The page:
Three records to start


suppose you are a beginner in music listening and want to obtain the maximum result as soon as possible.

It does not really matter the genre you are interested in: drop anything and just listen until you enjoy every single note of these three records.

1) James Brown - Live at home with his bad self 2019 mix (Augusta 1969)

2) Glenn Gould - Bach Goldberg variations 1955

3) La Salle Quartet - Arnold Schoenberg Transfigured Night, Op.4, String Trio, Op.45 DG 1984

It is really easy to understand:
music in my mind has three dimensions

1) circular
2) horizontal
3) vertical

and the three records are an example of these spaces in a sort of cleaner/more specialized form.

If your brain is used to manage these, it can better appreciate any musical piece that usually develops in these dimensions with different proportions.
Figure them as fat, protein, carbs. Every dish is made up of a combination of them and it is extreme to consider a recipe with just one (!), but of course there are regimes that prefer different proportions (you can call them musical genres).

In particular:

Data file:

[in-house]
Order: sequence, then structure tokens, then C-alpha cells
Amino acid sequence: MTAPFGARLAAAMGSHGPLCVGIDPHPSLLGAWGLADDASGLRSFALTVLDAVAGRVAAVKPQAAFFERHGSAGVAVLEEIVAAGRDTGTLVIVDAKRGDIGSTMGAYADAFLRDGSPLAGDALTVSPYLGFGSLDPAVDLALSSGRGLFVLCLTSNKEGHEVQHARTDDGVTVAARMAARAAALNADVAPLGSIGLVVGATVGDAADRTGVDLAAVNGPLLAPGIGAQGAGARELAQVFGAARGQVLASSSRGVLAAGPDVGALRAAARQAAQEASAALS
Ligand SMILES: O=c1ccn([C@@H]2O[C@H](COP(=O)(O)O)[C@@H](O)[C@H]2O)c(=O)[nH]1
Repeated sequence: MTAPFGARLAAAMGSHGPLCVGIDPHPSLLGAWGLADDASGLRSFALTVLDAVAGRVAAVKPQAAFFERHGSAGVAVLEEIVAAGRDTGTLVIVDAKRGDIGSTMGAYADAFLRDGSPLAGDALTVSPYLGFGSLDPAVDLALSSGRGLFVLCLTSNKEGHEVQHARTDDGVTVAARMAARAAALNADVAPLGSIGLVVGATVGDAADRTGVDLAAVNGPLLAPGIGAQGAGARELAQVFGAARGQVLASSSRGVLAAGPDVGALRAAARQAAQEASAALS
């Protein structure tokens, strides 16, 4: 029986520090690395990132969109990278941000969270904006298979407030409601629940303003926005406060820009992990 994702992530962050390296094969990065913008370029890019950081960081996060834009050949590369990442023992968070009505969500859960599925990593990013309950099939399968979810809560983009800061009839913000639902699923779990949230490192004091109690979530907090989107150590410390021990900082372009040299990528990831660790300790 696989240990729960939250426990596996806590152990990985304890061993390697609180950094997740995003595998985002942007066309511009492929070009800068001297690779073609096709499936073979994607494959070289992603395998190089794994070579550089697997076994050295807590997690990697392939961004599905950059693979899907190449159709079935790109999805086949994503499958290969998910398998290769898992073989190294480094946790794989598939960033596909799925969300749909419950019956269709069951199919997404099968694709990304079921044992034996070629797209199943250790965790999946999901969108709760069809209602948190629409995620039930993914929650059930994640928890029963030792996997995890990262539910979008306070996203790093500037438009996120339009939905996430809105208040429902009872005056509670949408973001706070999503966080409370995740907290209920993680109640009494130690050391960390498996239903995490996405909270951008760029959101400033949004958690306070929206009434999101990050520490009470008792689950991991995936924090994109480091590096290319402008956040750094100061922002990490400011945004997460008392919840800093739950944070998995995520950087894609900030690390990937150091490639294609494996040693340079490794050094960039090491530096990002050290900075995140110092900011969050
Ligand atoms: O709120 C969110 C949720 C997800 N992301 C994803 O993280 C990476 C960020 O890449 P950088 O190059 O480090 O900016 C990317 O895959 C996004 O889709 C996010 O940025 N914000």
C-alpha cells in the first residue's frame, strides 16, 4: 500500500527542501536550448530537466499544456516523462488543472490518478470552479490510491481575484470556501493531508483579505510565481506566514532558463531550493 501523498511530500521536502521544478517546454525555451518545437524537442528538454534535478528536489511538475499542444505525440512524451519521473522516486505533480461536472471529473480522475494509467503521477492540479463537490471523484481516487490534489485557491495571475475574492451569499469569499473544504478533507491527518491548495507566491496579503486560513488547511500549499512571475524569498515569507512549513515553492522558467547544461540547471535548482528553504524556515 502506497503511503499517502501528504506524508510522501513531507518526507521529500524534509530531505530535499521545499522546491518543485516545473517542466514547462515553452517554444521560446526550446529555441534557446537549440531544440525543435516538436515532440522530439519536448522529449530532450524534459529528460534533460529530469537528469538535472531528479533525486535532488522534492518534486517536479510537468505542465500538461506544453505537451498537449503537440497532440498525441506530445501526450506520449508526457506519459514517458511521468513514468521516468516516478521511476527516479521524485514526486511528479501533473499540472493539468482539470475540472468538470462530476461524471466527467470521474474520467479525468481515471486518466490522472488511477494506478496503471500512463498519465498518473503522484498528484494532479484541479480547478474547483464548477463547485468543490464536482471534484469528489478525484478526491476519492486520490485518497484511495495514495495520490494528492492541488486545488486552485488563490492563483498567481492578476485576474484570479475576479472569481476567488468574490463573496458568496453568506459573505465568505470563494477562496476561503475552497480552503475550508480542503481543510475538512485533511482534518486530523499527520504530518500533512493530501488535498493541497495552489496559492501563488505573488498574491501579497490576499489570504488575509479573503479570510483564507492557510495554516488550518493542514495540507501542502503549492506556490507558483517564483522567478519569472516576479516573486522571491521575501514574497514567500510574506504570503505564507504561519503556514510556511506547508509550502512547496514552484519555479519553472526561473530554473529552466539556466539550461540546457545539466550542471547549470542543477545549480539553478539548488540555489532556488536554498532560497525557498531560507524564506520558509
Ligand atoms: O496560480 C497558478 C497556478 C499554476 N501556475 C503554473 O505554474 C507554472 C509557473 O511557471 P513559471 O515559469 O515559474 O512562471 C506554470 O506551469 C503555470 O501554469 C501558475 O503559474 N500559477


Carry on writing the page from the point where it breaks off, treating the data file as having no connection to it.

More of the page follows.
1) that specific album by James Brown is the last partially previously unrealesed recording with Maceo Parker, before he fired the band and recorded Sex machine, a fake live album that contains half of the material here remastered and that is considered a classic. Three drums, a funky bass, Jimmy Nolen's chicken scratch guitar: if you are weak in groove listening, you will be bored by this record. If you don't find this try any compilation or live from 1968-1971 period (for example Sex Machine 1970, Love Power Peace live at Olympia Paris 1971,  70's Funk Classics Polydor 1995, The Singles, Volume V: 1967–1969 Hip-O Select, The Singles, Volume VI: 1969–1970 Hip-O Select, Funk Power: 1970: A Brand New Thang, Foundations Of Funk - A Brand New Bag: 1964-1969).

2) Glenn Gould "liquid/swinging" interpretation of Goldberg variations (the 1955 one, not the 1981) enhances the superposition of melodies structure of the music, loosening the chordal recognition. More emphasis on counterpoint, less on harmony. A vertical listener could be bored by this record.

3) Verklarte Nacht is an example of post-romantic Wagnerian harmony. A good recognition of vertical superposition of sounds is crucial in enjoying this musical piece.

As a bonus String trio Op.45 is a mature example of 12-tone music. My personal idea is that if you are a weak vertical listener 12-tone music is almost white noise, despite most of the theory behind reflects an horizontal thinking. Probably you should be well versed in both and this could explain why 20th century classical music is so neglected: you should be both an pre-classical renaissance listener and a late romantic one (!).

Every genre of music lives in a combination of these three elements. If you are well versed in distinguish them, you can listen to anything with no effort.

I am doing this routine (2 hours and half) once a week and it really works, you really need to listen to anything else to be able to grasp any music at first sight.